It would be inconsistent with this expressed legislative intent for us to adopt Norwood's interpretation of G. L. c. 32B, Section 16. For example, if the monthly cost of indemnity type insurance were $50 and the monthly cost of HCHP coverage were $100, Norwood, under its "equal percentage" formula, would be required to pay a $25 contribution for the indemnity type coverage and a $50 contribution toward HCHP coverage. Therefore, under Norwood's interpretation, the employee by electing HCHP coverage, would have caused the governmental unit to pay a premium charge higher than it would pay for indemnity
type coverage, a situation which is clearly against the intent of the Legislature as expressed in the title to St. 1971, c. 946, and body of G. L. c. 32B, Section 16. [Note 5] If, however, the "same dollar amount" formula is used in the example, Norwood would be required to contribute $25 to the indemnity type coverage and $25 to the HCHP coverage. [Note 6] Thus, under HCHP's interpretation the governmental unit contribution for the HCHP coverage is "the same amount" and does "not exceed [its] contribution for the [indemnity type coverage]" and, therefore, is in keeping with the legislative intent. [Note 7] The result is not different if the monthly cost for indemnity type coverage is more than the coverage provided by health care organizations. There is nothing contained in the statute that would require a different interpretation of the same words depending on whether indemnity coverage or health care organization coverage is more expensive from time to time. We have considered the arguments contained in the amicus brief and hold that they are without merit.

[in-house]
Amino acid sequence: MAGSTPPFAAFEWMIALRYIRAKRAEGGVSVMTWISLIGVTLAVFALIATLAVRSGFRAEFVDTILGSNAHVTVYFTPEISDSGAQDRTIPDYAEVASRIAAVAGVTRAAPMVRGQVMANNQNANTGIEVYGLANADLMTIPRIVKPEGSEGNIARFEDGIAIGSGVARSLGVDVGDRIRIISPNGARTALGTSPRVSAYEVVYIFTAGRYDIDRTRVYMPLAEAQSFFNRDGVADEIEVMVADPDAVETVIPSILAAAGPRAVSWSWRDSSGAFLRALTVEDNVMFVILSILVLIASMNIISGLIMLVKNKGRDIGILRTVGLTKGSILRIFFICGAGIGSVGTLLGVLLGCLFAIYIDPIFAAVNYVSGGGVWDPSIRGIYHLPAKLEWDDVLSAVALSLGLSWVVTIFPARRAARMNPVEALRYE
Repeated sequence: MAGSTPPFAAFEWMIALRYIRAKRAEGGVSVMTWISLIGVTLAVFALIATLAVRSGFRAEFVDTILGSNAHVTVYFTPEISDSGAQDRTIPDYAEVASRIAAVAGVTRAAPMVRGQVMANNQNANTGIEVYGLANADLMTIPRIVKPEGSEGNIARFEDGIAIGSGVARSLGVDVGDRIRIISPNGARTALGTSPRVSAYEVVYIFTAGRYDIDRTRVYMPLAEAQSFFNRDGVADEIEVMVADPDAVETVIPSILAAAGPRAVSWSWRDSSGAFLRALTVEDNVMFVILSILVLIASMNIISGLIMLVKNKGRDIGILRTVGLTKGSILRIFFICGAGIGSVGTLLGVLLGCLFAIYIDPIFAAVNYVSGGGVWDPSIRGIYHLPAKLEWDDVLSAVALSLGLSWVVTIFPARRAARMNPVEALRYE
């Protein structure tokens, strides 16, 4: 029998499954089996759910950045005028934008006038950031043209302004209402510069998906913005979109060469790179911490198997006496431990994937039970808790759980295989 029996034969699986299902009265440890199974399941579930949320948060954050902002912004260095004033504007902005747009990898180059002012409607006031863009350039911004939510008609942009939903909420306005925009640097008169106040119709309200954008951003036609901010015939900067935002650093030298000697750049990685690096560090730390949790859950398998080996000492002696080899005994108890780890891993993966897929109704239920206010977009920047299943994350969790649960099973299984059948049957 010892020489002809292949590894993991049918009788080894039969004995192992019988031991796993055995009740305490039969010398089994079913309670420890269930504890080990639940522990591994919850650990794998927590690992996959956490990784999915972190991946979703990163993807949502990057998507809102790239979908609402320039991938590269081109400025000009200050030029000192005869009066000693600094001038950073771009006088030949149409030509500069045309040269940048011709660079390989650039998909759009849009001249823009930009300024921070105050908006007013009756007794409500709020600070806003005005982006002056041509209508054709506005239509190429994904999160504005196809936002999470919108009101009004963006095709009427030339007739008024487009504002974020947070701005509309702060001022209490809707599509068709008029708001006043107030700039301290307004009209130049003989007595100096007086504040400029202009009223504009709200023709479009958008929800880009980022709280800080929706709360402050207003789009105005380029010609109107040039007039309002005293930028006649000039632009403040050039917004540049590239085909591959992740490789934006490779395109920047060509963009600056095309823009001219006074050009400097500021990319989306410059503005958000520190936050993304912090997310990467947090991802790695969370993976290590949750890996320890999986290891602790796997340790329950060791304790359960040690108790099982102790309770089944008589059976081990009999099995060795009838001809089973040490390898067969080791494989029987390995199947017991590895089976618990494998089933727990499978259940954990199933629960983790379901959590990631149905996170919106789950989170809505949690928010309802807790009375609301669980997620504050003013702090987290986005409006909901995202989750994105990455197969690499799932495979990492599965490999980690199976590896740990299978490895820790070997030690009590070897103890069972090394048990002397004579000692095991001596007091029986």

The plaintiffs also argue that the judge based his decision, in part, on inadmissible evidence. He permitted the introduction in evidence of three exhibits: two advisory rulings from the Massachusetts Group Insurance Commission, and a list detailing the contributions made by Norwood during the years 1973 through 1979. We do not pass on the question of their admissibility because, even if the admission of the exhibits was erroneous, a point we do not reach, it worked no prejudice to
the plaintiffs. The judge in his findings specifically stated that the advisory rulings constituted a "second basis" upon which he found for the defendants and that without considering the exhibits there was "sufficient support" for his holding. Therefore, the plaintiffs have failed to sustain their burden of showing that the admission of the exhibits, even if erroneous, was prejudicial. Bermingham v. Thomas, 3 Mass. App. Ct. 742 (1975).
[Note 1] The town of Norwood and four individuals, all school teachers employed by Norwood.
[Note 2] Thirteen individuals who are school teachers or C.E.T.A. workers employed by Norwood.